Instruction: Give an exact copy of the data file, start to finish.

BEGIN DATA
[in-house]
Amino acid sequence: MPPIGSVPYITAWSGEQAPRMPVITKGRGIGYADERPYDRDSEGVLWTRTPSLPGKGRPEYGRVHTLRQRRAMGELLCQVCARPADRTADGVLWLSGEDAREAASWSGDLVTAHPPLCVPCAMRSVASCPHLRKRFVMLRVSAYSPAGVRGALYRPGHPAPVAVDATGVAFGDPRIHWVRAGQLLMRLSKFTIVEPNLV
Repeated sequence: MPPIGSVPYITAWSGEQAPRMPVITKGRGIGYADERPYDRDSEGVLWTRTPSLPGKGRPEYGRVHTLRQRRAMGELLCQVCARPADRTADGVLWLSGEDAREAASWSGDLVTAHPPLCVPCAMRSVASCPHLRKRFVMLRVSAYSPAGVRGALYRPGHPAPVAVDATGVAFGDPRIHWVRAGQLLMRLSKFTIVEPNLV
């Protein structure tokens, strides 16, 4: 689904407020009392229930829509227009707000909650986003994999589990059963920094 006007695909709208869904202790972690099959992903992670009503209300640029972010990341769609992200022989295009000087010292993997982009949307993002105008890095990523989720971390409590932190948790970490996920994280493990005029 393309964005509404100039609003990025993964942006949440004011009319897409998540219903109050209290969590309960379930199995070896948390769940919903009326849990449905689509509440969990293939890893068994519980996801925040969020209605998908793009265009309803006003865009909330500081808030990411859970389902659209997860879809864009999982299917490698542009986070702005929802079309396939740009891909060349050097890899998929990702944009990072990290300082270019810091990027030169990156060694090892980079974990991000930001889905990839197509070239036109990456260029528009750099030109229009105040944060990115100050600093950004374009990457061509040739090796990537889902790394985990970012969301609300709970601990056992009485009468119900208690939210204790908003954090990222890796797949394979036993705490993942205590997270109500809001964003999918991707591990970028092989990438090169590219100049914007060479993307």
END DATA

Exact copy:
[in-house]
Amino acid sequence: MPPIGSVPYITAWSGEQAPRMPVITKGRGIGYADERPYDRDSEGVLWTRTPSLPGKGRPEYGRVHTLRQRRAMGELLCQVCARPADRTADGVLWLSGEDAREAASWSGDLVTAHPPLCVPCAMRSVASCPHLRKRFVMLRVSAYSPAGVRGALYRPGHPAPVAVDATGVAFGDPRIHWVRAGQLLMRLSKFTIVEPNLV
Repeated sequence: MPPIGSVPYITAWSGEQAPRMPVITKGRGIGYADERPYDRDSEGVLWTRTPSLPGKGRPEYGRVHTLRQRRAMGELLCQVCARPADRTADGVLWLSGEDAREAASWSGDLVTAHPPLCVPCAMRSVASCPHLRKRFVMLRVSAYSPAGVRGALYRPGHPAPVAVDATGVAFGDPRIHWVRAGQLLMRLSKFTIVEPNLV
């Protein structure tokens, strides 16, 4: 689904407020009392229930829509227009707000909650986003994999589990059963920094 006007695909709208869904202790972690099959992903992670009503209300640029972010990341769609992200022989295009000087010292993997982009949307993002105008890095990523989720971390409590932190948790970490996920994280493990005029 393309964005509404100039609003990025993964942006949440004011009319897409998540219903109050209290969590309960379930199995070896948390769940919903009326849990449905689509509440969990293939890893068994519980996801925040969020209605998908793009265009309803006003865009909330500081808030990411859970389902659209997860879809864009999982299917490698542009986070702005929802079309396939740009891909060349050097890899998929990702944009990072990290300082270019810091990027030169990156060694090892980079974990991000930001889905990839197509070239036109990456260029528009750099030109229009105040944060990115100050600093950004374009990457061509040739090796990537889902790394985990970012969301609300709970601990056992009485009468119900208690939210204790908003954090990222890796797949394979036993705490993942205590997270109500809001964003999918991707591990970028092989990438090169590219100049914007060479993307």